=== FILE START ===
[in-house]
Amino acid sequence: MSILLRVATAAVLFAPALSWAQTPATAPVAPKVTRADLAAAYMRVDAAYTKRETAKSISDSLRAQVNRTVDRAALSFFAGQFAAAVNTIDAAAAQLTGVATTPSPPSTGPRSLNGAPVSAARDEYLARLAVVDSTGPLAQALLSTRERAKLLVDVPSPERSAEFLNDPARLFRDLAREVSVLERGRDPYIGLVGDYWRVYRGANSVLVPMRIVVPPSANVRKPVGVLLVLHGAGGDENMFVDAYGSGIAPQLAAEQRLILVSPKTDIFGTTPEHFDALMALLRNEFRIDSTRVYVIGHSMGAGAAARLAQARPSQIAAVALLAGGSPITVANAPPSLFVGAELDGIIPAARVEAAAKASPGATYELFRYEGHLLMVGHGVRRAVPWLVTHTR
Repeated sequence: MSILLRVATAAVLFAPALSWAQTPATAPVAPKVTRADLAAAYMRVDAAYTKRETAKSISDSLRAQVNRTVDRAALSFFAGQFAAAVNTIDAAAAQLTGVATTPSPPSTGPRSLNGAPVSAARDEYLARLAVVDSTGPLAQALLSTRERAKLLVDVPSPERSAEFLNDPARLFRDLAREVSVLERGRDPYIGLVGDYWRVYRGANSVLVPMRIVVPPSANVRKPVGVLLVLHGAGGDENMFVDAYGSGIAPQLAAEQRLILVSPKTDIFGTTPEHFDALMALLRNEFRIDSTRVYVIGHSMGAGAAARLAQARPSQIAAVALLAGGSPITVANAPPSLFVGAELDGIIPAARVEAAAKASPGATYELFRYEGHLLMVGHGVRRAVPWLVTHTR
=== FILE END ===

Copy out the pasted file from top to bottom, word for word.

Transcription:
[in-house]
Amino acid sequence: MSILLRVATAAVLFAPALSWAQTPATAPVAPKVTRADLAAAYMRVDAAYTKRETAKSISDSLRAQVNRTVDRAALSFFAGQFAAAVNTIDAAAAQLTGVATTPSPPSTGPRSLNGAPVSAARDEYLARLAVVDSTGPLAQALLSTRERAKLLVDVPSPERSAEFLNDPARLFRDLAREVSVLERGRDPYIGLVGDYWRVYRGANSVLVPMRIVVPPSANVRKPVGVLLVLHGAGGDENMFVDAYGSGIAPQLAAEQRLILVSPKTDIFGTTPEHFDALMALLRNEFRIDSTRVYVIGHSMGAGAAARLAQARPSQIAAVALLAGGSPITVANAPPSLFVGAELDGIIPAARVEAAAKASPGATYELFRYEGHLLMVGHGVRRAVPWLVTHTR
Repeated sequence: MSILLRVATAAVLFAPALSWAQTPATAPVAPKVTRADLAAAYMRVDAAYTKRETAKSISDSLRAQVNRTVDRAALSFFAGQFAAAVNTIDAAAAQLTGVATTPSPPSTGPRSLNGAPVSAARDEYLARLAVVDSTGPLAQALLSTRERAKLLVDVPSPERSAEFLNDPARLFRDLAREVSVLERGRDPYIGLVGDYWRVYRGANSVLVPMRIVVPPSANVRKPVGVLLVLHGAGGDENMFVDAYGSGIAPQLAAEQRLILVSPKTDIFGTTPEHFDALMALLRNEFRIDSTRVYVIGHSMGAGAAARLAQARPSQIAAVALLAGGSPITVANAPPSLFVGAELDGIIPAARVEAAAKASPGATYELFRYEGHLLMVGHGVRRAVPWLVTHTR